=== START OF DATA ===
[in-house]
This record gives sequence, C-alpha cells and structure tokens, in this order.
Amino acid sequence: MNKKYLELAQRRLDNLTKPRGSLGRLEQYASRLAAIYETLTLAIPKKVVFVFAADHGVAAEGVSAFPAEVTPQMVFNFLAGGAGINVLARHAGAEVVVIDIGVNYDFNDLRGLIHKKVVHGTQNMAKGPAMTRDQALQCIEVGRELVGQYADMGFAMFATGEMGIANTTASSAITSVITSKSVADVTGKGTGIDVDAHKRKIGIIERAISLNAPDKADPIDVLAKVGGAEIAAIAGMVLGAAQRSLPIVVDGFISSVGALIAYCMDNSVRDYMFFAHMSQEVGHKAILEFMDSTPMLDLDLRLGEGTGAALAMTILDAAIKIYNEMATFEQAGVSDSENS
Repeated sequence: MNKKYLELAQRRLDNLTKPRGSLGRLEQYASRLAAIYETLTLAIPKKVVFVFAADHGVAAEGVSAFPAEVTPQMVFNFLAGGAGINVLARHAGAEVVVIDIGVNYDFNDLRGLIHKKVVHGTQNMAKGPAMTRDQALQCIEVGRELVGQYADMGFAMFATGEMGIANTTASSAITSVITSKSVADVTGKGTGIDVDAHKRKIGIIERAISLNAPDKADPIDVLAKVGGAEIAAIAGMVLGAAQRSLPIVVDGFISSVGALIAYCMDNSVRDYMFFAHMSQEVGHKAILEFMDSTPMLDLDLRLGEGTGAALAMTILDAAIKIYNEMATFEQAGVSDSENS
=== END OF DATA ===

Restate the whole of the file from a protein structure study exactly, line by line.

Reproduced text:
[in-house]
This record gives sequence, C-alpha cells and structure tokens, in this order.
Amino acid sequence: MNKKYLELAQRRLDNLTKPRGSLGRLEQYASRLAAIYETLTLAIPKKVVFVFAADHGVAAEGVSAFPAEVTPQMVFNFLAGGAGINVLARHAGAEVVVIDIGVNYDFNDLRGLIHKKVVHGTQNMAKGPAMTRDQALQCIEVGRELVGQYADMGFAMFATGEMGIANTTASSAITSVITSKSVADVTGKGTGIDVDAHKRKIGIIERAISLNAPDKADPIDVLAKVGGAEIAAIAGMVLGAAQRSLPIVVDGFISSVGALIAYCMDNSVRDYMFFAHMSQEVGHKAILEFMDSTPMLDLDLRLGEGTGAALAMTILDAAIKIYNEMATFEQAGVSDSENS
Repeated sequence: MNKKYLELAQRRLDNLTKPRGSLGRLEQYASRLAAIYETLTLAIPKKVVFVFAADHGVAAEGVSAFPAEVTPQMVFNFLAGGAGINVLARHAGAEVVVIDIGVNYDFNDLRGLIHKKVVHGTQNMAKGPAMTRDQALQCIEVGRELVGQYADMGFAMFATGEMGIANTTASSAITSVITSKSVADVTGKGTGIDVDAHKRKIGIIERAISLNAPDKADPIDVLAKVGGAEIAAIAGMVLGAAQRSLPIVVDGFISSVGALIAYCMDNSVRDYMFFAHMSQEVGHKAILEFMDSTPMLDLDLRLGEGTGAALAMTILDAAIKIYNEMATFEQAGVSDSENS